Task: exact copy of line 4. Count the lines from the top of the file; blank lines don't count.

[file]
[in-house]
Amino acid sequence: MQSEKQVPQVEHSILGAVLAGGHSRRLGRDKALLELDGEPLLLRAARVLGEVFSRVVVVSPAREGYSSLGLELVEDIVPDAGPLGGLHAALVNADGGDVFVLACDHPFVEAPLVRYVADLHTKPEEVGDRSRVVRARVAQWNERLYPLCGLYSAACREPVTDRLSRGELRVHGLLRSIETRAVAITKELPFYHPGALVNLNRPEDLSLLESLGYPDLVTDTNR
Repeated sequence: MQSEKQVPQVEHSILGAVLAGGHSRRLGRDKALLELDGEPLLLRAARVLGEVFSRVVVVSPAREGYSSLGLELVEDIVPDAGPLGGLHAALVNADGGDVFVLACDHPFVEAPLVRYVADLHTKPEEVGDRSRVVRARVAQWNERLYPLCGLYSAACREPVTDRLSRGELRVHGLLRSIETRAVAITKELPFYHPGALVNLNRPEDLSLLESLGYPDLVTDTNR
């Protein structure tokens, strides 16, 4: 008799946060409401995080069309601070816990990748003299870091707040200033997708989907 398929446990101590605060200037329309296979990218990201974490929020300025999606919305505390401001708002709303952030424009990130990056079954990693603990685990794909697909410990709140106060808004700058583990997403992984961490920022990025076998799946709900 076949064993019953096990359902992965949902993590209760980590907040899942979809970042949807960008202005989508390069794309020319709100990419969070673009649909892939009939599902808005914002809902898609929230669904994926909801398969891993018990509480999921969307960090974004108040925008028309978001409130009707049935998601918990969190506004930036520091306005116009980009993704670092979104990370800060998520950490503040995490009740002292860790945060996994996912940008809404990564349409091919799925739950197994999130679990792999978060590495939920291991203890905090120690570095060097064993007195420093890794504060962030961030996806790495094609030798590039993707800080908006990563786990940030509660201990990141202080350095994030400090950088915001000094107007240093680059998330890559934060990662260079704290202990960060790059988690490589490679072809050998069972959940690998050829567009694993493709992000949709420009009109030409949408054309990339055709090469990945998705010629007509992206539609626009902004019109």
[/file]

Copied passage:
């Protein structure tokens, strides 16, 4: 008799946060409401995080069309601070816990990748003299870091707040200033997708989907 398929446990101590605060200037329309296979990218990201974490929020300025999606919305505390401001708002709303952030424009990130990056079954990693603990685990794909697909410990709140106060808004700058583990997403992984961490920022990025076998799946709900 076949064993019953096990359902992965949902993590209760980590907040899942979809970042949807960008202005989508390069794309020319709100990419969070673009649909892939009939599902808005914002809902898609929230669904994926909801398969891993018990509480999921969307960090974004108040925008028309978001409130009707049935998601918990969190506004930036520091306005116009980009993704670092979104990370800060998520950490503040995490009740002292860790945060996994996912940008809404990564349409091919799925739950197994999130679990792999978060590495939920291991203890905090120690570095060097064993007195420093890794504060962030961030996806790495094609030798590039993707800080908006990563786990940030509660201990990141202080350095994030400090950088915001000094107007240093680059998330890559934060990662260079704290202990960060790059988690490589490679072809050998069972959940690998050829567009694993493709992000949709420009009109030409949408054309990339055709090469990945998705010629007509992206539609626009902004019109």